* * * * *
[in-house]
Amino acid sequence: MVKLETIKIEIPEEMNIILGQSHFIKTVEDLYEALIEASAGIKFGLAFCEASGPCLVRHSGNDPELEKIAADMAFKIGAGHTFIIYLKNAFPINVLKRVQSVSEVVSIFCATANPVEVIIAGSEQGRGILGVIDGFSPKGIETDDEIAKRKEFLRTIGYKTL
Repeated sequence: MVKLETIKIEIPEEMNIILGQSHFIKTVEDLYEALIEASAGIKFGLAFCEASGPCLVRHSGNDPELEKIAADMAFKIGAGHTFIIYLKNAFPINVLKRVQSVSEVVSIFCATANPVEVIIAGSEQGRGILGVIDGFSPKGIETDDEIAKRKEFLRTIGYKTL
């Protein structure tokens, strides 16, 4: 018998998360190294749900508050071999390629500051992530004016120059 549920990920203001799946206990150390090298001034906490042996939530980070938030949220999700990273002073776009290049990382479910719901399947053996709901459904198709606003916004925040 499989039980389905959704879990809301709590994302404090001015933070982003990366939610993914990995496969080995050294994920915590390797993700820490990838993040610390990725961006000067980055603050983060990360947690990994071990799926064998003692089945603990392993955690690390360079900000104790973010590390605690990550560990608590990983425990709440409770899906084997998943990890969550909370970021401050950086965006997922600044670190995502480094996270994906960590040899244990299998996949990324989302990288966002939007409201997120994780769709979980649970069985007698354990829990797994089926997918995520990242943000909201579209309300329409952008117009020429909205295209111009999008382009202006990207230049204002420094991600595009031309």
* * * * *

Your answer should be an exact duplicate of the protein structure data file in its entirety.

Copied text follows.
[in-house]
Amino acid sequence: MVKLETIKIEIPEEMNIILGQSHFIKTVEDLYEALIEASAGIKFGLAFCEASGPCLVRHSGNDPELEKIAADMAFKIGAGHTFIIYLKNAFPINVLKRVQSVSEVVSIFCATANPVEVIIAGSEQGRGILGVIDGFSPKGIETDDEIAKRKEFLRTIGYKTL
Repeated sequence: MVKLETIKIEIPEEMNIILGQSHFIKTVEDLYEALIEASAGIKFGLAFCEASGPCLVRHSGNDPELEKIAADMAFKIGAGHTFIIYLKNAFPINVLKRVQSVSEVVSIFCATANPVEVIIAGSEQGRGILGVIDGFSPKGIETDDEIAKRKEFLRTIGYKTL
């Protein structure tokens, strides 16, 4: 018998998360190294749900508050071999390629500051992530004016120059 549920990920203001799946206990150390090298001034906490042996939530980070938030949220999700990273002073776009290049990382479910719901399947053996709901459904198709606003916004925040 499989039980389905959704879990809301709590994302404090001015933070982003990366939610993914990995496969080995050294994920915590390797993700820490990838993040610390990725961006000067980055603050983060990360947690990994071990799926064998003692089945603990392993955690690390360079900000104790973010590390605690990550560990608590990983425990709440409770899906084997998943990890969550909370970021401050950086965006997922600044670190995502480094996270994906960590040899244990299998996949990324989302990288966002939007409201997120994780769709979980649970069985007698354990829990797994089926997918995520990242943000909201579209309300329409952008117009020429909205295209111009999008382009202006990207230049204002420094991600595009031309």